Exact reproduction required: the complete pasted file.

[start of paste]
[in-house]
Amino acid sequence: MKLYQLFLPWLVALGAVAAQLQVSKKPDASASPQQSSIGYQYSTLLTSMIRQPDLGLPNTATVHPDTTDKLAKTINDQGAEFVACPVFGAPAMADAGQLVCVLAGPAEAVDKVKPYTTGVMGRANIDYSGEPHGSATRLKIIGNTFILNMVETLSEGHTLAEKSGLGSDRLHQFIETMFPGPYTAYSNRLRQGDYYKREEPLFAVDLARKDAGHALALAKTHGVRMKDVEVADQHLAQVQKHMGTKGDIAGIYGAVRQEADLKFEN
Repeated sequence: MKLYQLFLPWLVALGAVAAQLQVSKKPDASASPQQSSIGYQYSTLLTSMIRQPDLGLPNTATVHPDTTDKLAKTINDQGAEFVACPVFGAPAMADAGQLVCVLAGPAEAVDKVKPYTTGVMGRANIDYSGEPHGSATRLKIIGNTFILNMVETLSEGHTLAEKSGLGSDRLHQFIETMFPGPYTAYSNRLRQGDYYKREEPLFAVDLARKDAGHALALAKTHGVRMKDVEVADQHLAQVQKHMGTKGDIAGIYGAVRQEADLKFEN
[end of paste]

[in-house]
Amino acid sequence: MKLYQLFLPWLVALGAVAAQLQVSKKPDASASPQQSSIGYQYSTLLTSMIRQPDLGLPNTATVHPDTTDKLAKTINDQGAEFVACPVFGAPAMADAGQLVCVLAGPAEAVDKVKPYTTGVMGRANIDYSGEPHGSATRLKIIGNTFILNMVETLSEGHTLAEKSGLGSDRLHQFIETMFPGPYTAYSNRLRQGDYYKREEPLFAVDLARKDAGHALALAKTHGVRMKDVEVADQHLAQVQKHMGTKGDIAGIYGAVRQEADLKFEN
Repeated sequence: MKLYQLFLPWLVALGAVAAQLQVSKKPDASASPQQSSIGYQYSTLLTSMIRQPDLGLPNTATVHPDTTDKLAKTINDQGAEFVACPVFGAPAMADAGQLVCVLAGPAEAVDKVKPYTTGVMGRANIDYSGEPHGSATRLKIIGNTFILNMVETLSEGHTLAEKSGLGSDRLHQFIETMFPGPYTAYSNRLRQGDYYKREEPLFAVDLARKDAGHALALAKTHGVRMKDVEVADQHLAQVQKHMGTKGDIAGIYGAVRQEADLKFEN